- It is believed that the Arabs of the time of Muhammad, the Islamic prophet, wore turbans. The turban was very useful for fending off the desert sand and protecting the face from high temperatures and strong sunlight. A turban signified dignity; knocking off a man's turban was considered an insult. When the great Islamic empires were established, under the first four caliphs, the Umayyads, and the Abbasids, the new rulers wore turbans. Turban-wearing diffused to populations under Islamic rule, even in countries where turbans were not previously worn. However, turbans, like all fashion, waxed and waned in popularity, or shifted from one style to another.
- Probably the largest-ever Turbans were worn by high-ranking Turks of the Ottoman period, including soldiers. These were enormous round turbans, wrapped round a hollow cone or framework, that often projected at the top. From the 19th century the Turks mostly gave up the turban for the fez at the same time as they abandoned their kaftan tunics for more Western dress. Broad-rimmed Western hats did not meet the Islamic requirement that the forehead touch the ground during prayer (for which head-gear is not removed) and the Sultan issued a decree enforcing the wearing of the fez, applicable to all religious groups. Suleiman the Magnificent was renowned for the size of his turban.
- Many contemporary images show European men of the Middle Ages and Renaissance wearing headgear that looks like turbans. These hats are actually chaperons, which could look very similar.  Men in Europe were expected to take off their headgear in church, and in the presence of a person of much higher rank, like a king. This is not easy with a turban. Turbans also appear in European religious art, especially in scenes picturing the Holy Land, then inhabited by turban-wearers. Turbans did not become a regular part of European headgear until the late 17th century. Men then shaved their heads and wore heavy wigs; when relaxing at home, they removed the wigs and covered their heads with caps or sometimes turbans.
- European women wore an amazing variety of headresses, some of which appear to be wrapped scarves or turbans. If they were turbans, they do not seem to have been all that common. In the late 18th century and early 19th, turbans became fashionable headgear for women.  The first recorded use of the English word "turban" for a Western female headress is in 1776 (OED). As with all styles, they have waxed and waned in popularity. Later Victorians wore wrapped toques; turbans were fashionable in the early 20th century.  , . The French couturier Poiret was known for his Orientalist designs featuring turbans. Turbans were fashionable in the 1940s and 1950s , ; one name given them was cache-misère (French, "hide misery"), a chic solution to a bad-hair day.  After a precipitous decline in hat-wearing during the 1960s, turbans are rarely seen.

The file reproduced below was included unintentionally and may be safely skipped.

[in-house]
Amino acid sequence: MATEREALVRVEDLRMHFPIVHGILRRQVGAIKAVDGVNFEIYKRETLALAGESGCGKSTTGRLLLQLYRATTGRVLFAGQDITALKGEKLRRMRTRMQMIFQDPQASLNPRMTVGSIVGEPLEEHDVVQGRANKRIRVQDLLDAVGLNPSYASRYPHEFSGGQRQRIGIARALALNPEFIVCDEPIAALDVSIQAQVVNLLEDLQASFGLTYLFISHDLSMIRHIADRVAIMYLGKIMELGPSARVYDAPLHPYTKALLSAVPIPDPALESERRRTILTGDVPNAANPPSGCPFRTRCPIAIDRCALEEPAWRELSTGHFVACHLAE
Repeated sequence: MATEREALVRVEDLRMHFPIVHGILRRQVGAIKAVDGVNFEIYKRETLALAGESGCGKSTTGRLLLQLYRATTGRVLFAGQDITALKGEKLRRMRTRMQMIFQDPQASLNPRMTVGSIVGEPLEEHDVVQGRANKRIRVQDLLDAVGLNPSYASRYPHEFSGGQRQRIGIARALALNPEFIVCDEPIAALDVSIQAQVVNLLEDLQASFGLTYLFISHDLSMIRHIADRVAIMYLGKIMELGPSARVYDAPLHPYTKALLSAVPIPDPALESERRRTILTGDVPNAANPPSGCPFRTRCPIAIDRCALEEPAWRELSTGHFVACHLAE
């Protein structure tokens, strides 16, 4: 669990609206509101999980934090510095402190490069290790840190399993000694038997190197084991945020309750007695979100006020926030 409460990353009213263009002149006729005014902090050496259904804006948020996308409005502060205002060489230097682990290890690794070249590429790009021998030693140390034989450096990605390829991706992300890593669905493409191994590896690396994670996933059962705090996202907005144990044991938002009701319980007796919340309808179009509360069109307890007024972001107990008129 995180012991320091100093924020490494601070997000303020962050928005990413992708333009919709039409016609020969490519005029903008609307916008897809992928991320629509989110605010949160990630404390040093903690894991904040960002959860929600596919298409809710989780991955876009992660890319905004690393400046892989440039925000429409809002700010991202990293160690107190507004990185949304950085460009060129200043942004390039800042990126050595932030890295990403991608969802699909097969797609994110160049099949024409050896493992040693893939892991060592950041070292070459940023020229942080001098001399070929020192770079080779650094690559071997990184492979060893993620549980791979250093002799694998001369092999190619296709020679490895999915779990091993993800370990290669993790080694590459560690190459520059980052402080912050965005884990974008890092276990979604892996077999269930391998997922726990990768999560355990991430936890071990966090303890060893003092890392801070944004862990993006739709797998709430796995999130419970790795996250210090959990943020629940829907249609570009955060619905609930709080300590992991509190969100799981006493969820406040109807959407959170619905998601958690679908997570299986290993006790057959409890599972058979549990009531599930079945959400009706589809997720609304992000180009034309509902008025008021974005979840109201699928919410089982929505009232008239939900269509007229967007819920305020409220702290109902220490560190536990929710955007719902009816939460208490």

Harassment of turban-wearers
In some western countries a number of turban-wearers have been attacked or abused on the mistaken assumption that all men wearing turbans are Muslims. Sikh men wearing turbans have been harassed or even killed because of their headgear.   One widely publicized incident was the murder of Balbir Sodhi. In fact, North American and European Muslims rarely wear turbans, preferring the small skullcap often called a kufi.
- Afghan Taliban orders students to wear turbans
- Terence Dukes. The Boddhisattva Warriors: The Origin, Inner Philosophy, History and Symbolism of the Buddhist Martial Art Within India and China (p. 3, 158-174, 242).
- S. W. Reed, From Chaperones to Chaplets:Aspects of Men’s Headdress 1400–1519, M.S. Thesis, 1992, University of Maryland, available online
- "Turbans Make Sikhs Innocent Targets", by Larry B. Stammer, The Los Angeles Times, 20 September 2001, reprinted at WackyIraqi.com, retrieved 8 June 2006
- "California woman charged with intimidating Sikhs in Oregon", by Steven Du Bois, Berkeley Daily Planet, 18 September 2001, retrieved 8 June 2006
- "Immigrants fear backlash to terror attacks", by Suhasini Haidar, CNN, 19 September, 2001, retrieved 8 June 2006
- "Hate crime victim recounts assault in his liquor store", by Cadonna M. Peyton, Associated Press. Berkeley Daily Planet, 8 December 2001, retrieved 8 June 2006
Turbans - general
- The Sikh on the Street - Short video challenging perceptions and stereotypes to who the Sikhs are.
- Understanding Turbans
- The Sikh Turban
- Why Sikhs Wear a Turban
- Rate My Turban Promoting the positive image of the turban